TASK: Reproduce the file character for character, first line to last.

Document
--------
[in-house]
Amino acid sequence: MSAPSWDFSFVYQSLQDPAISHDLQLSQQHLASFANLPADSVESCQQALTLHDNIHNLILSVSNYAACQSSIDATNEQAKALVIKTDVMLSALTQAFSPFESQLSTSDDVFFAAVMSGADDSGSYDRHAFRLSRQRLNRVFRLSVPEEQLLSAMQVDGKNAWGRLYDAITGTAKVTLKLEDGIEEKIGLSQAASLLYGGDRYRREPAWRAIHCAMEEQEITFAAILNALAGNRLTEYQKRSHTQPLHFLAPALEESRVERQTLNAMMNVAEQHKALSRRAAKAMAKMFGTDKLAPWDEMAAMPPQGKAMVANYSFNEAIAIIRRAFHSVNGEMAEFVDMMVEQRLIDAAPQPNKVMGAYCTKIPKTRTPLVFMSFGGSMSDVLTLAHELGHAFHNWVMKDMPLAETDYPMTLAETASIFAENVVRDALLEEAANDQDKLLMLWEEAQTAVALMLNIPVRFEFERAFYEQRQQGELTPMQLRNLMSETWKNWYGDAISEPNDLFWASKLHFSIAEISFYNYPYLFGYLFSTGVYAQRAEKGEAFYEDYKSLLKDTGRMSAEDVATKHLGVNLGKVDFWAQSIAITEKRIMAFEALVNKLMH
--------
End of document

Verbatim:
[in-house]
Amino acid sequence: MSAPSWDFSFVYQSLQDPAISHDLQLSQQHLASFANLPADSVESCQQALTLHDNIHNLILSVSNYAACQSSIDATNEQAKALVIKTDVMLSALTQAFSPFESQLSTSDDVFFAAVMSGADDSGSYDRHAFRLSRQRLNRVFRLSVPEEQLLSAMQVDGKNAWGRLYDAITGTAKVTLKLEDGIEEKIGLSQAASLLYGGDRYRREPAWRAIHCAMEEQEITFAAILNALAGNRLTEYQKRSHTQPLHFLAPALEESRVERQTLNAMMNVAEQHKALSRRAAKAMAKMFGTDKLAPWDEMAAMPPQGKAMVANYSFNEAIAIIRRAFHSVNGEMAEFVDMMVEQRLIDAAPQPNKVMGAYCTKIPKTRTPLVFMSFGGSMSDVLTLAHELGHAFHNWVMKDMPLAETDYPMTLAETASIFAENVVRDALLEEAANDQDKLLMLWEEAQTAVALMLNIPVRFEFERAFYEQRQQGELTPMQLRNLMSETWKNWYGDAISEPNDLFWASKLHFSIAEISFYNYPYLFGYLFSTGVYAQRAEKGEAFYEDYKSLLKDTGRMSAEDVATKHLGVNLGKVDFWAQSIAITEKRIMAFEALVNKLMH